[WARNING! This is an archived post and as such there may be things broken/missing here.. you have been warned.]

There are a couple apps I would like to write for Windows Phone 7 that don’t currently exist right now. One of which is a Z-Machine emulator (that would be the same engine used in the Infocom text adventure games like the Zork Trilogy). The problem is getting files onto the device. You can’t sync them from the Zune software. You could create a browser to a site and then download the files that way (but sites tend to change).

If only there was a way to take advantage of some kind of custom user storage, but the average user really isn’t technical enough to manage a web server, etc. I have been searching a solution to this problem and I now have a solution to the problem.

I decided that I needed to go ahead and release a test version of my DropBox Client. You can get a compiled version here - http://sharpdropbox.codeplex.com/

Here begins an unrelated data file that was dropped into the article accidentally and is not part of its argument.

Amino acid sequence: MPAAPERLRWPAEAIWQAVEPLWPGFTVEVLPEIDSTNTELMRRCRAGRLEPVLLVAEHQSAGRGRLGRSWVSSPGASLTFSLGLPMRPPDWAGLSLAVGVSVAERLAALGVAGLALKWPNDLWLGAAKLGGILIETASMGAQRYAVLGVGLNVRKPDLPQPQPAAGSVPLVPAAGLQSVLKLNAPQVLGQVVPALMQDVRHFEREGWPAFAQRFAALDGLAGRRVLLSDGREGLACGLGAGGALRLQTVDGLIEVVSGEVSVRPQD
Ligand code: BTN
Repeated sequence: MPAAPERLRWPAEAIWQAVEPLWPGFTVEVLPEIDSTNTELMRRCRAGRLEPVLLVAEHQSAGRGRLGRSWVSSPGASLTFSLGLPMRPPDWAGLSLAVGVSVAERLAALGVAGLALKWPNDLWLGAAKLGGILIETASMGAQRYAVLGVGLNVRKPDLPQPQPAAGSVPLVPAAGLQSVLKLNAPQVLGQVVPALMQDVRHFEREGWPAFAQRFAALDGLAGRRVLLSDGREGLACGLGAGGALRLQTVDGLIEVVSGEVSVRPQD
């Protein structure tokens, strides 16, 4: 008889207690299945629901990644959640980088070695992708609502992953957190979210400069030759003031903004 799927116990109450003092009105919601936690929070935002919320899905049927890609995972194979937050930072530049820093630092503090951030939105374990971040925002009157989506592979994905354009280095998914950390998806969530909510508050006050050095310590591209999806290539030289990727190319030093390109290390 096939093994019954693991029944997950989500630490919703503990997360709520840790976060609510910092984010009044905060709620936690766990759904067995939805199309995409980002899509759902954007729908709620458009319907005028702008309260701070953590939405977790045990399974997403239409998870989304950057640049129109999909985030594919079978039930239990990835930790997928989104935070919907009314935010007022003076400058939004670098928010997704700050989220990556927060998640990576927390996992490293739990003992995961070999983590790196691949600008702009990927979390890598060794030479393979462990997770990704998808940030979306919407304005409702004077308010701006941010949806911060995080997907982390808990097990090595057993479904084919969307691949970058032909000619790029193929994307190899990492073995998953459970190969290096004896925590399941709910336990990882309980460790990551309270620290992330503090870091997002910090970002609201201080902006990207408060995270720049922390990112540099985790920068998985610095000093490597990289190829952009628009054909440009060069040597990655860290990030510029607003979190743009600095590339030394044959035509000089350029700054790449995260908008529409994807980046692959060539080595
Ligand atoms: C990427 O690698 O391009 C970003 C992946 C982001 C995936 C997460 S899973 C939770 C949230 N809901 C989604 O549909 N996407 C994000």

I have tried a few others (WP7 Drop Box Clients) and none really were far enough along for me to use. Mine really needs some good testing, but it is far enough along that you can probably use it for browsing a user's DropBox folders/files and can download/open files from there (and they end up on the device in Isolated Storage).

It uses Isolated Storage for a file cache and it also caches the calls in a SterlingDB instance (also living in Isolated Storage). The only thing I haven’t fixed/tested yet is it needs to detect that there is no network and it then needs to use the SterlingDB for everything (skipping network calls).

I am at the point where I was last trying to implement Delete and Upload (upload keeps failing, so I have given up on that for the moment).

I'm may end up implementing a couple of these types of services and creating some kind of loose wrapper/interface around them so you could let the user choose his/her preferred repo. I really wish SkyDrive was accessible through an official SDK in WP7.


Service-Related APIs and Synchronous/Asynchronous Calls